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Labour to sell 'non-core' assets

Gerry Brownlee MP National Party State Owned Enterprises Spokesman

7 August 2008

Labour to sell 'non-core' assets

National Party State Owned Enterprises spokesman Gerry Brownlee says Labour has confirmed it plans to float 'non-core' state-owned assets on the Stock Exchange for 'mum and dad' investors.

"An hysterical Labour has railed against National's clear plan for no asset sales in the first term of a National-led Government. But it turns out, Labour's policy is far more sinister."

Mr Brownlee says Trevor Mallard confirmed in Parliament today that partially selling non-core SOEs is Labour's policy, although it is not listed as a Labour Party policy on its web page.

"Where's the transparency around Labour's asset sales policy?"

Mr Mallard told TVNZ's Agenda programme on June 17 2006 that: 'Something that we could do and something that I'm quite keen on is that as the SOEs develop the new businesses especially those that are done in partnership with people in the private sector, we could well have floats of the subsidiaries so that they could be listed on the Stock Exchange, that could help give a bit of depth to our capital markets and get some transparency around those companies, and I think that would help.' HOST: So mum and dad New Zealanders might get a chance to have shares in subsidiary companies that spring off this idea? MALLARD: I hope that they can although you've gotta realise that mum and dads might get them first but if they're listed on the stock exchange of course then there's no way of keeping them in New Zealand. Later in the same interview... MALLARD: Well I think it's part of our job to give them some exciting examples and to work with the stock exchange and work with individual companies to try and rebuild interest in capital markets in New Zealand.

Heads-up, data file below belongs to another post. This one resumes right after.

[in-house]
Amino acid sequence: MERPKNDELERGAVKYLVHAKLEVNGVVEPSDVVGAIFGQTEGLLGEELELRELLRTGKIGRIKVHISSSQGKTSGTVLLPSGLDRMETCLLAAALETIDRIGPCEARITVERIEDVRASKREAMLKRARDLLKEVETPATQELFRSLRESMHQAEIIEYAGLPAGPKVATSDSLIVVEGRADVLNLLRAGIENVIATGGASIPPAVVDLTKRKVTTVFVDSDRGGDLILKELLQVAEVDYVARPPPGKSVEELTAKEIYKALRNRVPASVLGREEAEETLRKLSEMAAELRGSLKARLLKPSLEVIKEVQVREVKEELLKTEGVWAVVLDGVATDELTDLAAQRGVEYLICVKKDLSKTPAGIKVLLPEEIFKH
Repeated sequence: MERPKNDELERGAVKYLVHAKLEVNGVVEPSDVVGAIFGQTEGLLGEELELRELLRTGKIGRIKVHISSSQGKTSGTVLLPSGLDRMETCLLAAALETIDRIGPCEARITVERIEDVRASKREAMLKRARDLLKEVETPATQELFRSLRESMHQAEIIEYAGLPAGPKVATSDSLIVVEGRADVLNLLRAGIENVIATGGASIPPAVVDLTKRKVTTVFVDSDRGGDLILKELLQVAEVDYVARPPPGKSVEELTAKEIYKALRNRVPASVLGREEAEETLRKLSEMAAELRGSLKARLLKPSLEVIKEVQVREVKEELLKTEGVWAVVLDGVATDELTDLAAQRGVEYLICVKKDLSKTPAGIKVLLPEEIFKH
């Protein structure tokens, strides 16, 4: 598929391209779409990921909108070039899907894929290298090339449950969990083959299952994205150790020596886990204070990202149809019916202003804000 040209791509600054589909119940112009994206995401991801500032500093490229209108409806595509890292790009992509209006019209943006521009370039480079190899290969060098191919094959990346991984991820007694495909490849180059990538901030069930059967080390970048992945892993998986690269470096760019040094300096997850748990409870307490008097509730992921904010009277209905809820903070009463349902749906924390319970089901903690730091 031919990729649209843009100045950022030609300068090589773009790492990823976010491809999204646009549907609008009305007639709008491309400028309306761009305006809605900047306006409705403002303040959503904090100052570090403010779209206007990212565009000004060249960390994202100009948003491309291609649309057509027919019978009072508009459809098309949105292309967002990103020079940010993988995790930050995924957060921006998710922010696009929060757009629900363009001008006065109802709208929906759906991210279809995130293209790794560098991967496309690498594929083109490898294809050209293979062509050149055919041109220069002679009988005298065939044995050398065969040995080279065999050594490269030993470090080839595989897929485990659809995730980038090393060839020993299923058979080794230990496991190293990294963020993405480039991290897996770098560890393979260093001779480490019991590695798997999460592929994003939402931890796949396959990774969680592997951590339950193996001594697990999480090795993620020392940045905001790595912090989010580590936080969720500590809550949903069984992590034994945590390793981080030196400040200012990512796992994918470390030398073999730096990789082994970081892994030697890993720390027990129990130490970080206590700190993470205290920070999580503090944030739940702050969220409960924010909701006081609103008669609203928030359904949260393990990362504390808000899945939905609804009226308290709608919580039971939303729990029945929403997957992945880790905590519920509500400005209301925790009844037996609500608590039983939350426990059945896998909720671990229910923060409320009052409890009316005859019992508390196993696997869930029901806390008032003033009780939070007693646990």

Then on Agenda, on July 14 2008 Mr Mallard reconfirmed that policy: 'I'm happy for things which are not part of the core to be partially floated, at the moment there's none of those that are big enough to be interesting'.

Mr Brownlee says Labour needs to explain which 'non core' assets it is looking to sell.


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